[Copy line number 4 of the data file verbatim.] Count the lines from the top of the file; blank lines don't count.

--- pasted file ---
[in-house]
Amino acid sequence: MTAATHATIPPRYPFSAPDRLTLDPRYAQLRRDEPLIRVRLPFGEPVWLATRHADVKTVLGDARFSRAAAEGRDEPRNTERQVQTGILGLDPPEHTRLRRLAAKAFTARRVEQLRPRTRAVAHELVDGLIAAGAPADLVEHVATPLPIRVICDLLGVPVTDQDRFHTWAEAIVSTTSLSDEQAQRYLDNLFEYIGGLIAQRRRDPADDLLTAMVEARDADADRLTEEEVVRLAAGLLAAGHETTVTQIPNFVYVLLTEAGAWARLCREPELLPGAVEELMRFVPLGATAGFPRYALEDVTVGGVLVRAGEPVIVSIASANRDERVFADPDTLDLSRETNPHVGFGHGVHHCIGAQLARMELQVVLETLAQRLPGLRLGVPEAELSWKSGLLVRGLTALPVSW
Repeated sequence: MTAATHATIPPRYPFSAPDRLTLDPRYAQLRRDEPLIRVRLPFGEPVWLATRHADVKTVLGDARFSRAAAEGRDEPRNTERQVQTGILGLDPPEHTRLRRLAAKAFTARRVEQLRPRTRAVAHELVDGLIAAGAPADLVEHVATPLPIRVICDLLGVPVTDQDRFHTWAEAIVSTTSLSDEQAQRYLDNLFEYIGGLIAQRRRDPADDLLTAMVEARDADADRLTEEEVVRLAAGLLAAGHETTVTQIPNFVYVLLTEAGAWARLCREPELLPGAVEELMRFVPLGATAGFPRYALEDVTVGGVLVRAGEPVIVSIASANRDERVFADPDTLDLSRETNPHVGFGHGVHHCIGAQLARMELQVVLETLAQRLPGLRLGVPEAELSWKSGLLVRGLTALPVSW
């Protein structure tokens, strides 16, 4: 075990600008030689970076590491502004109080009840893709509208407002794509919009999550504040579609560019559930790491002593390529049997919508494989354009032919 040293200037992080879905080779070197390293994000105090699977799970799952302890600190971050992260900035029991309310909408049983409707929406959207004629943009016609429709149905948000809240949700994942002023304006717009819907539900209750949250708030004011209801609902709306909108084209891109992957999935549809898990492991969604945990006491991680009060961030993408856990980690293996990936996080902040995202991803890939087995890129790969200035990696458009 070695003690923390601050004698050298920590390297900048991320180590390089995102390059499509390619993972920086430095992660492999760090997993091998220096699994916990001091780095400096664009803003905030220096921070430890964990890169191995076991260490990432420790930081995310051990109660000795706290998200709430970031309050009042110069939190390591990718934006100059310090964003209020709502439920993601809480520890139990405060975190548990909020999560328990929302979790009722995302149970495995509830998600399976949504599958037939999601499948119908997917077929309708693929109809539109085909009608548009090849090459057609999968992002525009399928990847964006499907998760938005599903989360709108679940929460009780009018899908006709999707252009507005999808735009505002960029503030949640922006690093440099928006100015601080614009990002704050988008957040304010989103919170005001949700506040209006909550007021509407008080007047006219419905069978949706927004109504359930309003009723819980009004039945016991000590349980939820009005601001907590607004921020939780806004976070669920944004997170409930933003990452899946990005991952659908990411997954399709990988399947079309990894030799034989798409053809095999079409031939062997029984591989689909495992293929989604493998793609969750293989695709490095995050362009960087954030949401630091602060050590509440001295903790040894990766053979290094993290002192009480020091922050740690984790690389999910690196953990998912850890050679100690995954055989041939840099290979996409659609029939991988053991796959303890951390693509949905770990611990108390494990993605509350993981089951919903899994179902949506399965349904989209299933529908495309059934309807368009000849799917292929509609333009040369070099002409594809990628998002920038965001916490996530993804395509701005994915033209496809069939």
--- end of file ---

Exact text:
């Protein structure tokens, strides 16, 4: 075990600008030689970076590491502004109080009840893709509208407002794509919009999550504040579609560019559930790491002593390529049997919508494989354009032919 040293200037992080879905080779070197390293994000105090699977799970799952302890600190971050992260900035029991309310909408049983409707929406959207004629943009016609429709149905948000809240949700994942002023304006717009819907539900209750949250708030004011209801609902709306909108084209891109992957999935549809898990492991969604945990006491991680009060961030993408856990980690293996990936996080902040995202991803890939087995890129790969200035990696458009 070695003690923390601050004698050298920590390297900048991320180590390089995102390059499509390619993972920086430095992660492999760090997993091998220096699994916990001091780095400096664009803003905030220096921070430890964990890169191995076991260490990432420790930081995310051990109660000795706290998200709430970031309050009042110069939190390591990718934006100059310090964003209020709502439920993601809480520890139990405060975190548990909020999560328990929302979790009722995302149970495995509830998600399976949504599958037939999601499948119908997917077929309708693929109809539109085909009608548009090849090459057609999968992002525009399928990847964006499907998760938005599903989360709108679940929460009780009018899908006709999707252009507005999808735009505002960029503030949640922006690093440099928006100015601080614009990002704050988008957040304010989103919170005001949700506040209006909550007021509407008080007047006219419905069978949706927004109504359930309003009723819980009004039945016991000590349980939820009005601001907590607004921020939780806004976070669920944004997170409930933003990452899946990005991952659908990411997954399709990988399947079309990894030799034989798409053809095999079409031939062997029984591989689909495992293929989604493998793609969750293989695709490095995050362009960087954030949401630091602060050590509440001295903790040894990766053979290094993290002192009480020091922050740690984790690389999910690196953990998912850890050679100690995954055989041939840099290979996409659609029939991988053991796959303890951390693509949905770990611990108390494990993605509350993981089951919903899994179902949506399965349904989209299933529908495309059934309807368009000849799917292929509609333009040369070099002409594809990628998002920038965001916490996530993804395509701005994915033209496809069939």